Cashless payments are here to stay, said AstroPay CEO Mikael Lijtenstein (pictured below), who believes the shift towards it has been accelerated by the COVID-19 pandemic.
Speaking on the ‘’Cashless future? Solving LatAm’s payments problem’ panel at the SBC Digital Summit Latinoamérica, Lijtenstein led the debate on a lack of payment options in emerging markets such as Latin America (LatAm) and Africa, and the level of opportunity for digital payments in these regions.
Does the pandemic represent a business opportunity for digital payment products? Or is it an exaggeration, and everything will return to normal once the crisis is over? For Lijtenstein, the shift to digital, or cashless, payment solutions was always going to happen anyway, but now companies can no longer afford to wait.
“It represents a moment where companies say I am not going to wait for this to happen,” he said. “Why wait to improve my business, to improve my revenue, to improve what I’m doing, to go out and diversify and accelerate everything that was supposed to happen in a year, in two years, five years or 10 years, when I can make it happen as quickly as possible?”
AstroPay started in the Brazil market back in 2009 through local payment methods across the country. The experience gained in the last 11 years, said Lijtenstein, has allowed it to expand in Latin America, Africa, Asia and several other regions.
He explained: “This makes us look back and see everything that has happened, this whole process of the disappearance of cash payments and the move towards cashless.”
Lijtenstein admitted that the lack of understanding for digital payment solutions has been holding back the acceptance across South America, but added: “To change the culture, it’s necessary for the user to have as little friction as possible when buying a prepaid card, for the experience to be as simple as possible, useful and something common to the consumer.
“We now go hand in hand with it (cashless). In fact, for some countries we already have only cashless solutions. That’s the path we’re currently on.”
AstroPay’s plans for 2020 include taking its AstroPay Card to Africa in countries such as Nigeria and Kenya, for both gambling and other online transactions.
“You have to activate ‘turbo charge’ and say ‘let’s make this happen as soon as possible,” said Lijtenstein of new market opportunities. “We asked our teams to think about how to speed up each of the processes that were going to take place, and make it happen now when the opportunity is clear.”
One of Lijtenstein’s fellow panelists was Elizabeth Maya Cano, President of Cornazar, who highlighted data from 2018 showing that only 24% of LatAm consumers used non-physical payments – that’s around two in 10 using card or digital payment solutions.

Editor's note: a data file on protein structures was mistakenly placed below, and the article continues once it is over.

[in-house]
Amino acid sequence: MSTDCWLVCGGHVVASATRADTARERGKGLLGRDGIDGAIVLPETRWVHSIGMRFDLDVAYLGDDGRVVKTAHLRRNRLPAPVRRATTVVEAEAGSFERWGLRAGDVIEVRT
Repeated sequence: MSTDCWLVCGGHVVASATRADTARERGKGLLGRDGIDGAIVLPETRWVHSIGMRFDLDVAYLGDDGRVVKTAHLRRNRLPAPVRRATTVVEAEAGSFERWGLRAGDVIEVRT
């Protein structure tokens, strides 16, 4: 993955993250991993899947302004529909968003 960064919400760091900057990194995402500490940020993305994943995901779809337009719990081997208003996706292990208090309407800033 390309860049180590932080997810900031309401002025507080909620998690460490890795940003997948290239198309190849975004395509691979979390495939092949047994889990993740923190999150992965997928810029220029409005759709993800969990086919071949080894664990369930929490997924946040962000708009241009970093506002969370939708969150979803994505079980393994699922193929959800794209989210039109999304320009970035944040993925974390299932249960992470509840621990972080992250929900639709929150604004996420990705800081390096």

So, what is the next step? How do you make this more normalised? The key is to think like the customer, according to Lijtenstein. He said: “User experience is not limited to what they go through when they enter the application and they register, it’s not just when they’re going to make a deposit, or when they’re going to make a purchase.
“User experience happens all the time they’re in touch with something related to the product or service, so when they’re talking to support, when they receive an email, when they want to make a transfer, when they want to change their email or phone number.
“Whatever they do with the platform, and on whatever device they are doing so, that’s user experience. What we’re looking for is that this experience is frictionless, that it’s easy, simple and fast and as natural as possible for the user. It’s important to understand how the user thinks, and sometimes less is more. You don’t have to think too much, you don’t have to come up with the most difficult solution or do something complex.”
In addition, Uruguay-based Lijtenstein explained the importance of getting regular feedback from clients to understand what consumers like, or don’t like, about the solution.
As part of an initiative to improve user experience, AstroPay recently launched a help center tool where, once the user solves their problem, they have the option to answer whether the help was good or not, and if the product is useful or not. If it is, it’s important to build from that and, if it’s not, it’s necessary to rethink the process to facilitate the experience.
Lijtenstein explained: “We use A/B testing a lot, and we test different communications, which is key for the user experience. However simple or complex the solutions may be, if what we’re communicating is understood, the user will be attracted or will say ‘this is what I’m looking for, this is what I want and this is what I like’.
“Sometimes you have to be a little more rigorous with the information, you have to ask what you consider relevant and necessary, instead of asking for unnecessary things. However, we still have to comply with requirements around technological processes, with regulations, and with what the world asks of you.
“It’s important to think like the user to create the best product, provide the best service and be able to receive constant feedback in order to continue improving.”